Energy

Energy Storage: The Necessary Link between Renewable Energy and the Grid

As global warming coupled with resource depletion becomes a greater concern, renewable energies, especially solar and wind, are gaining the spotlight as the ultimate energy source of the future. Currently, as most people are aware, there are limitations to renewable energies that make them less desirable – limitations such as high cost, quantity of generation, and unreliable energy output. The reason that the quantity and reliability of renewable energy generation is important is because the renewables must generate this electricity to be sent to the grid in real time, meaning that the renewables must meet the current demand at any time while the production itself from these is highly variable, as seen in the form of wind power generation in Figure 1.

wind

Figure 1. Wind Power Generation 

All in all, this sheds some light on the inherent issues behind renewable energies. Fortunately, there is the possibility of closing these gaps in energy production through energy storage, mostly electrochemically. The NREL created a report that essentially presented what impacts energy storage would have in regards to renewable electricity generation. The NREL categorizes energy storage into three different classes: power quality, bridging power, and energy management. These three only differ in the amount of time it takes to discharge the energy stored in the devices. Figure 2 shows most of the batteries and storage technologies used for larger energy storage along with their discharge times.

Systems

Figure 2. Devices used for large energy storage

Typically, batteries are very expensive for use in any industrial process. The two energy storage techniques with the largest storage capacity, compressed air and pumped hydro, use similar techniques in that they both force air or water to a higher energy level and then run a turbine to get the energy back out of the substance. Both, however, require specific geological scenarios to be effectively economical without having to recreate ideal settings. Notice that neither of these are electrochemical storage devices. Because of the need for energy storage for renewables, NREL has seen a dramatic increase in energy storage research since the 1970s.

One emerging electrochemical storage device that came out of research is something called the liquid battery, created in Dr. Donald Sadoway’s lab at MIT. Sadoway and a post-doc created a company, now known as Ambri, to further research with the hopes of commercialization. As seen in Sadoway’s TED talk, the liquid battery would be made out of common metals, making it economical, and has proven to be scalable to meet energy capacity needs.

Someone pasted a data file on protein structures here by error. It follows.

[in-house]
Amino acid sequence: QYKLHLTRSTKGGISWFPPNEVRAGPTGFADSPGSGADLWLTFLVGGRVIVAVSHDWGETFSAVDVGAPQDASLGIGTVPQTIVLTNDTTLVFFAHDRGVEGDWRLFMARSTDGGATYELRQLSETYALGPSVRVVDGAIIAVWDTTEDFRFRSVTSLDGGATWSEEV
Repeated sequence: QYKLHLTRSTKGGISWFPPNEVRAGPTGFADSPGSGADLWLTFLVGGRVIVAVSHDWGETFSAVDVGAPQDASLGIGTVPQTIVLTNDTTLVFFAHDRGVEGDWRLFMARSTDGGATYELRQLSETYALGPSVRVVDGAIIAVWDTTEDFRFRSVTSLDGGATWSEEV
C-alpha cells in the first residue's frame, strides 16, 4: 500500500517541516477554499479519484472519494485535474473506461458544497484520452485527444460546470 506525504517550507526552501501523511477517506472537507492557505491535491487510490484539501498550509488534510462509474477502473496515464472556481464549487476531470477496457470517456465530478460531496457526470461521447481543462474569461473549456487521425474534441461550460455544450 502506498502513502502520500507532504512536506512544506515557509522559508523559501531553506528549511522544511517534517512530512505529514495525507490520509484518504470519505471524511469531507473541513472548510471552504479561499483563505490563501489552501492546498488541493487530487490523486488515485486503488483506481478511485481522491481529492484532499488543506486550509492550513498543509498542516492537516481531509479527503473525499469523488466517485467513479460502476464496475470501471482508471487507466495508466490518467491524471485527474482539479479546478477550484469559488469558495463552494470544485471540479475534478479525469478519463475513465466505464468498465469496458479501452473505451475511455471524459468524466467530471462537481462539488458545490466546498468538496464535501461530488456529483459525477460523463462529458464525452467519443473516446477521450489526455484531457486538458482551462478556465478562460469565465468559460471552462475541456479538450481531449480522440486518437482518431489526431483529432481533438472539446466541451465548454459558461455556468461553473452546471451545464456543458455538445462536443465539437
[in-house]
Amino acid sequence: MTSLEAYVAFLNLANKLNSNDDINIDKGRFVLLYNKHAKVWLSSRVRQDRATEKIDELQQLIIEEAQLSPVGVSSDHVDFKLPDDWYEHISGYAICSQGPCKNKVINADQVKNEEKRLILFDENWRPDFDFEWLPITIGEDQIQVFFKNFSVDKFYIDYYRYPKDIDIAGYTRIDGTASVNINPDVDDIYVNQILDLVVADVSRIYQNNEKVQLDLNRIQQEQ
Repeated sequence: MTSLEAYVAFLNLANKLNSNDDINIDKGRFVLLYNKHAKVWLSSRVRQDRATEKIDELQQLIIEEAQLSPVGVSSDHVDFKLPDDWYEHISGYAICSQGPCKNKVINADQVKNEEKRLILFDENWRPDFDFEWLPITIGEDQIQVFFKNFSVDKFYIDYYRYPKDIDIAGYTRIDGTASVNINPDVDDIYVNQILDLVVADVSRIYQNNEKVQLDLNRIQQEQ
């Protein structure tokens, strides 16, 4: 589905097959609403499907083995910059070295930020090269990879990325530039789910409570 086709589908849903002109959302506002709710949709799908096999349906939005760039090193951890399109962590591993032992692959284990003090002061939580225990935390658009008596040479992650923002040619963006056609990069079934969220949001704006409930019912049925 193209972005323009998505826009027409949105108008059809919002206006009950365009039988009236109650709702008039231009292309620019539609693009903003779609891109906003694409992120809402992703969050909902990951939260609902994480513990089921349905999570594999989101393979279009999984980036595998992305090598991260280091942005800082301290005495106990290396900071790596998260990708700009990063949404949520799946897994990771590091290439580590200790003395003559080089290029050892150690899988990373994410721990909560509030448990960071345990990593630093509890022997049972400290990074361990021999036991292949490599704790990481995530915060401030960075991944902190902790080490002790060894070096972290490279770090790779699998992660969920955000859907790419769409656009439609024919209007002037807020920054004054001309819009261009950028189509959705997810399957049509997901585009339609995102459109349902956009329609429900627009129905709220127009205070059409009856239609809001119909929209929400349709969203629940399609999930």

liquid-battery

Figure 3. The simplified liquid battery

If they can pull this off, it would essentially revolutionize the argument for renewables.

What is your experience with energy storage techniques? Would better energy storage make us turn to renewable energy faster? Could energy storage benefit other industries? Have you ever heard of the Liquid Battery? What do you think the consequences would be if Ambri succeeds in creating an affordable, scalable energy storage device?

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9 thoughts on “Energy Storage: The Necessary Link between Renewable Energy and the Grid

  1. klschwartz says:

    I have very little experience with energy storage techniques, but it sounds amazing! I think that if we had a way to store energy there would be a lot more sources for renewable energy around the world. I also think that there would more interest from other industries and maybe even personal homes if there was a way to store the energy. The liquid battery seems to have many positives and negatives surrounding it. I believe the key positives surrounding the liquid battery are that it is cheap and has a high rate for storing energy (Ambri). These will be important in our future when companies are trying to provide energy for the increased number of people in the world. The main problem I have with it is that the “three liquid layers make battery operation sensitive to motion and potentially hazardous should the liquid electrodes touch, leading to a short-circuited cell and rapid heat generation” (Ambri). While I do not believe that the batteries would be moving much after installation it is still concerning that if it was mismanaged there could be a potential problem. All that comes to mind when I think of this is Chernobyl, how it was mismanaged and how it cost some people their lives. I am not saying that this or anything to the Chernobyl extent could happen with the liquid batteries, but I do think it is important that people are well informed of the hazards associated with liquid batteries. That being said, I think that if Ambri succeeds it will be an amazing feat and great for power storage worldwide.

    http://www.ambri.com/storage/documents/press/Chemical_Reviews_LMB.pdf